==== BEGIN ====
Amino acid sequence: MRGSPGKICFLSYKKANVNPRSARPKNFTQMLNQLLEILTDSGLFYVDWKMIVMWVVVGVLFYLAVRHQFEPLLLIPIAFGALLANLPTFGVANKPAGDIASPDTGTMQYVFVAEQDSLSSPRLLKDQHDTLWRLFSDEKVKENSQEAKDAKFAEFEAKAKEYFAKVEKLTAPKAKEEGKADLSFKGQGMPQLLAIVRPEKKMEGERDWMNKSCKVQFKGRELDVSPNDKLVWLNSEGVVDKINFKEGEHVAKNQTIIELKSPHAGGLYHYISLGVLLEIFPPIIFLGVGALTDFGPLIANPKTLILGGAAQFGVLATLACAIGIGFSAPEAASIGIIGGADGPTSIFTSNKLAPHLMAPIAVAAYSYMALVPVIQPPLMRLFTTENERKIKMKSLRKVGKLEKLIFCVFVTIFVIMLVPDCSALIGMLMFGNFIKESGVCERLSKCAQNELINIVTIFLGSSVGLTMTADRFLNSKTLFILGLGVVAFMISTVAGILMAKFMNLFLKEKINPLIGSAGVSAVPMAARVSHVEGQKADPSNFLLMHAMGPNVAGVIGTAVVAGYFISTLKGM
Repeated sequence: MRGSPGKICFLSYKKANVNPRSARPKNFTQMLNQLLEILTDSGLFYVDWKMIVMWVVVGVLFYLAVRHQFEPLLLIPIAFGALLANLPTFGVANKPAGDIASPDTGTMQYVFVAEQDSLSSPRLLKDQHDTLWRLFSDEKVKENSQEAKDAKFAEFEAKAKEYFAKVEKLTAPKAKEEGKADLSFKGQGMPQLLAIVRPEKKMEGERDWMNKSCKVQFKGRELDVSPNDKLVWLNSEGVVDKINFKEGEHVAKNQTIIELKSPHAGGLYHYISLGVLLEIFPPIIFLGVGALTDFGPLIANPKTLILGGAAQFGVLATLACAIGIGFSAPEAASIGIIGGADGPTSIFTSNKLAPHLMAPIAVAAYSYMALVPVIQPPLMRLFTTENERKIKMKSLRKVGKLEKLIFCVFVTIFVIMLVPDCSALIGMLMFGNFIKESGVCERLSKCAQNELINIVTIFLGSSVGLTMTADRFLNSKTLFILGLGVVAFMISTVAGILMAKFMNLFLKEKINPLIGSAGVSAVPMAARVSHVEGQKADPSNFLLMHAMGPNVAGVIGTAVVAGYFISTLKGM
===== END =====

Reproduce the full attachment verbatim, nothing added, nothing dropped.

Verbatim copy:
Amino acid sequence: MRGSPGKICFLSYKKANVNPRSARPKNFTQMLNQLLEILTDSGLFYVDWKMIVMWVVVGVLFYLAVRHQFEPLLLIPIAFGALLANLPTFGVANKPAGDIASPDTGTMQYVFVAEQDSLSSPRLLKDQHDTLWRLFSDEKVKENSQEAKDAKFAEFEAKAKEYFAKVEKLTAPKAKEEGKADLSFKGQGMPQLLAIVRPEKKMEGERDWMNKSCKVQFKGRELDVSPNDKLVWLNSEGVVDKINFKEGEHVAKNQTIIELKSPHAGGLYHYISLGVLLEIFPPIIFLGVGALTDFGPLIANPKTLILGGAAQFGVLATLACAIGIGFSAPEAASIGIIGGADGPTSIFTSNKLAPHLMAPIAVAAYSYMALVPVIQPPLMRLFTTENERKIKMKSLRKVGKLEKLIFCVFVTIFVIMLVPDCSALIGMLMFGNFIKESGVCERLSKCAQNELINIVTIFLGSSVGLTMTADRFLNSKTLFILGLGVVAFMISTVAGILMAKFMNLFLKEKINPLIGSAGVSAVPMAARVSHVEGQKADPSNFLLMHAMGPNVAGVIGTAVVAGYFISTLKGM
Repeated sequence: MRGSPGKICFLSYKKANVNPRSARPKNFTQMLNQLLEILTDSGLFYVDWKMIVMWVVVGVLFYLAVRHQFEPLLLIPIAFGALLANLPTFGVANKPAGDIASPDTGTMQYVFVAEQDSLSSPRLLKDQHDTLWRLFSDEKVKENSQEAKDAKFAEFEAKAKEYFAKVEKLTAPKAKEEGKADLSFKGQGMPQLLAIVRPEKKMEGERDWMNKSCKVQFKGRELDVSPNDKLVWLNSEGVVDKINFKEGEHVAKNQTIIELKSPHAGGLYHYISLGVLLEIFPPIIFLGVGALTDFGPLIANPKTLILGGAAQFGVLATLACAIGIGFSAPEAASIGIIGGADGPTSIFTSNKLAPHLMAPIAVAAYSYMALVPVIQPPLMRLFTTENERKIKMKSLRKVGKLEKLIFCVFVTIFVIMLVPDCSALIGMLMFGNFIKESGVCERLSKCAQNELINIVTIFLGSSVGLTMTADRFLNSKTLFILGLGVVAFMISTVAGILMAKFMNLFLKEKINPLIGSAGVSAVPMAARVSHVEGQKADPSNFLLMHAMGPNVAGVIGTAVVAGYFISTLKGM